The property directly across North Avenue from plaintiffs' residentially zoned tract is classified in an F (farming) district and in a B-2 (business-tavern and amusement) district. There is a large vegetable stand on part of the property and a tavern at the corner of Fifth Avenue.

As related, plaintiffs own the land adjoining the south side of North Avenue between Fifth and First avenues. Although there is a gasoline station, some vacant property and a railroad right of way near First Avenue and a milk bar on the corner of Fifth Avenue, this land is occupied for the most part by the Maywood Park Trotting Association under a long-term lease. The trotting association maintains a harness race track where pari-mutuel betting is conducted and a large stable area adjacent to Fifth Avenue. The property on the north side of North Avenue in the same area is variously zoned in B-1, B-2, and I-1 districts and is occupied by a roller skating rink, a midget golf course, the railroad right of way and amusement places for children.

From First Avenue east one-half mile to Thatcher Road, the entire north side of North Avenue is used for forest preserve purposes. On the south side of the highway, the first 600 feet is zoned in an I-1 district. There follows an R-4 district and then more forest preserve land. The corner at Fifth Avenue is occupied by a fruit stand. The land zoned in an R-4 district is the only property along North Avenue for several miles in either direction from plaintiffs' land which is zoned for residential purposes. It is occupied, in part, by two houses and is subject to the following nonconforming uses: an exercise track and barn for horses, a restaurant and tavern, a wholesale and retail poultry business, a golf driving range and amusement places. East of Thatcher Road, North Avenue runs through Elmwood Park, River Forest, and Oak Park and all the land on both sides of the road is zoned for business use.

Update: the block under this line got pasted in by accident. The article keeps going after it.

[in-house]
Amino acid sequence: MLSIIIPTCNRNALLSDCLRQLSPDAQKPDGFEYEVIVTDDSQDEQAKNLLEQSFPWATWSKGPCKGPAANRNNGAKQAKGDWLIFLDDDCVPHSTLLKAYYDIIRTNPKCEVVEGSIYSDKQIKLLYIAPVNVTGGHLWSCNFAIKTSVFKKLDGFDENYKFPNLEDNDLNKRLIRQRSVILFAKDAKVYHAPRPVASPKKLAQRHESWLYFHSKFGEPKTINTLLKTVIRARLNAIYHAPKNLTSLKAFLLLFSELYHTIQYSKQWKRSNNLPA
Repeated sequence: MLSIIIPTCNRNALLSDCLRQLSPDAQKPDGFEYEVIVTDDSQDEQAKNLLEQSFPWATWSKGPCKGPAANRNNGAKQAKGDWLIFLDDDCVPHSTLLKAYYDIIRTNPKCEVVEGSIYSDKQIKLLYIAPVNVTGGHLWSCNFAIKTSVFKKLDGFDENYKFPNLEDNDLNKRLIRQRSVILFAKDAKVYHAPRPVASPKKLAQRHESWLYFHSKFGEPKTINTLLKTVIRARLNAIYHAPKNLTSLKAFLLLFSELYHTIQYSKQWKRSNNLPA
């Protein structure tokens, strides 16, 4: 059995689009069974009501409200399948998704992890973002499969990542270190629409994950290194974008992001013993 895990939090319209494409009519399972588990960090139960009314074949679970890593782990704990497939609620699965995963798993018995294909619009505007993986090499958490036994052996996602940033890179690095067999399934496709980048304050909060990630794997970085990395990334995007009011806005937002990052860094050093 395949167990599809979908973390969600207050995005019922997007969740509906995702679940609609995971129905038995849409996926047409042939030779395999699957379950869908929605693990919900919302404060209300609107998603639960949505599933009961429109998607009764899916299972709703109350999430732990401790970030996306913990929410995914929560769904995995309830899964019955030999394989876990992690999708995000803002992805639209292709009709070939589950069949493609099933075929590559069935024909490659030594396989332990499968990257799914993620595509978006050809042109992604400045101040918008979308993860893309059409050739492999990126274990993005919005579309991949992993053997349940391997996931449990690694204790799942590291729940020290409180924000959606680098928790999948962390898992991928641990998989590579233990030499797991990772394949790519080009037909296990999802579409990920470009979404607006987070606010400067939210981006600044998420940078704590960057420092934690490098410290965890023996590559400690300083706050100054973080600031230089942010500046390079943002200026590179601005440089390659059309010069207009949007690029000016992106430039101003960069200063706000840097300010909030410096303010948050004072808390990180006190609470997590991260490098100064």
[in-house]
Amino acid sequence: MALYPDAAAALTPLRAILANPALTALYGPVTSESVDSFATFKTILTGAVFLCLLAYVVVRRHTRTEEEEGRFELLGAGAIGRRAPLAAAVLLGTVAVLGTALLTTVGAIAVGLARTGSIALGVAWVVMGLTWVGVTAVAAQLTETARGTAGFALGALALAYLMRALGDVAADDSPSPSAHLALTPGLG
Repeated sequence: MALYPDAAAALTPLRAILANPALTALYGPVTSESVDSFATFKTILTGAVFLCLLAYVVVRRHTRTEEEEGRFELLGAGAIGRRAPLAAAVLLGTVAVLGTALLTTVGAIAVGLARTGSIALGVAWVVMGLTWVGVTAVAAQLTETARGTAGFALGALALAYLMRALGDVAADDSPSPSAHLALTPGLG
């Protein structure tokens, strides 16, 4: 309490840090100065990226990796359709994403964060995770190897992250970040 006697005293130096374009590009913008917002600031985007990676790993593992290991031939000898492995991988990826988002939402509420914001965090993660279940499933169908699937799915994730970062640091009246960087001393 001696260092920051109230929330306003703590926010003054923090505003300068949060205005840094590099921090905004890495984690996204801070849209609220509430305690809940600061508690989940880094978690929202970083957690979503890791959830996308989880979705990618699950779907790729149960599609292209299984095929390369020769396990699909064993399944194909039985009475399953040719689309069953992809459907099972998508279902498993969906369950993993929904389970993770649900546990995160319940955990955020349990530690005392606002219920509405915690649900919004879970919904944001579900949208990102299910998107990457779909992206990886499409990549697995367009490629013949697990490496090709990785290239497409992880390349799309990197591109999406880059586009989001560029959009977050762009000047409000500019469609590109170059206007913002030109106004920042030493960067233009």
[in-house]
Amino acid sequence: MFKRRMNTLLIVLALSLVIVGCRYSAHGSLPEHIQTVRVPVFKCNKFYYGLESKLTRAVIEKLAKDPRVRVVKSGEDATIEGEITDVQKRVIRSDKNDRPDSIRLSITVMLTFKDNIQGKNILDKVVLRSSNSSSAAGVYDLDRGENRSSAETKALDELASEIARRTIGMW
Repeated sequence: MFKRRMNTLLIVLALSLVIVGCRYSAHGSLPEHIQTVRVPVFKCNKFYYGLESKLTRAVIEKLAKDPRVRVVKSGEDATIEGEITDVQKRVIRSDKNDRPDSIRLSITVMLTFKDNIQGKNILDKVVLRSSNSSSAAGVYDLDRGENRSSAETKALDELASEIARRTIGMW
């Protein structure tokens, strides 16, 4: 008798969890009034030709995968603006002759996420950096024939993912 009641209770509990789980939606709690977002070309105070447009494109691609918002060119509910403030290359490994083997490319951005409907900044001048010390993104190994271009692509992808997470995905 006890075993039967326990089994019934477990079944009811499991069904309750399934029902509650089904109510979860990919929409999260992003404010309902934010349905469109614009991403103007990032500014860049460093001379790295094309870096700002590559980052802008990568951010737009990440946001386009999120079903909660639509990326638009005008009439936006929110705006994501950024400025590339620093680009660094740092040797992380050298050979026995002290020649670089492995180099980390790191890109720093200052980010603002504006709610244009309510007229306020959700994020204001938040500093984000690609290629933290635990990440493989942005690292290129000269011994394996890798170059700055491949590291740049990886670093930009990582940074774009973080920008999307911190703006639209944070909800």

As to North Avenue itself, State traffic engineers, testifying for defendant, reported that the average volume of traffic on North Avenue at Fifth Avenue was 11,000 passenger cars and trucks per day in 1941 and had increased to 15,000 automobiles and trucks per day in 1947.

An experienced and highly qualified real-estate broker, who lived in the vicinity of plaintiffs' property, testified that the land between Fifth Avenue and Ninth Avenue, zoned in an R-4 district, was worth $15 a front foot and that, if classified in a B-1 district, it would be worth from $150 to $250 a front foot. A second witness for plaintiffs, a realtor and builder with twenty-seven years' experience in the Chicago area, stated that the property, as then zoned, was worth from $15 to $20 a front foot and that, if zoned for business purposes, its value would range from $350 a front foot at the corner of Fifth Avenue, down to $175 a foot in the center of the tract and then up to $275 or $300 a front foot near Ninth Avenue. In addition, the president of the oil company occupying the southwest corner of Fifth Avenue and North Avenue testified he had offered to lease this tract, having a frontage of 200 feet on North Avenue, for a period of twenty-five years at a monthly rental of $400.

The principal witness for defendant was Robert Kingery, manager of the Chicago Regional Planning Commission since 1924, chairman of the Cook County Zoning Commission which drafted the county zoning ordinance, and chairman of the county zoning board of appeals since its creation in 1940. Much of Kingery's testimony dealt with the zoning and actual use of the land adjoining North Avenue, already recounted. Kingery further testified that early zoning ordinances had improperly allocated too much space to business and commercial uses; that zoning surveys revealed a standard ratio between population and land actually used for business purposes, and that, in drafting the ordinance, the zoning commission had allowed for the future increases in the population of the unincorporated area of the county by providing for three times the amount of business property actually required at the time the ordinance was adopted. On cross-examination, when asked if he would consider living or building on property such as plaintiffs, Kingery replied, "I would if I had no other place to go."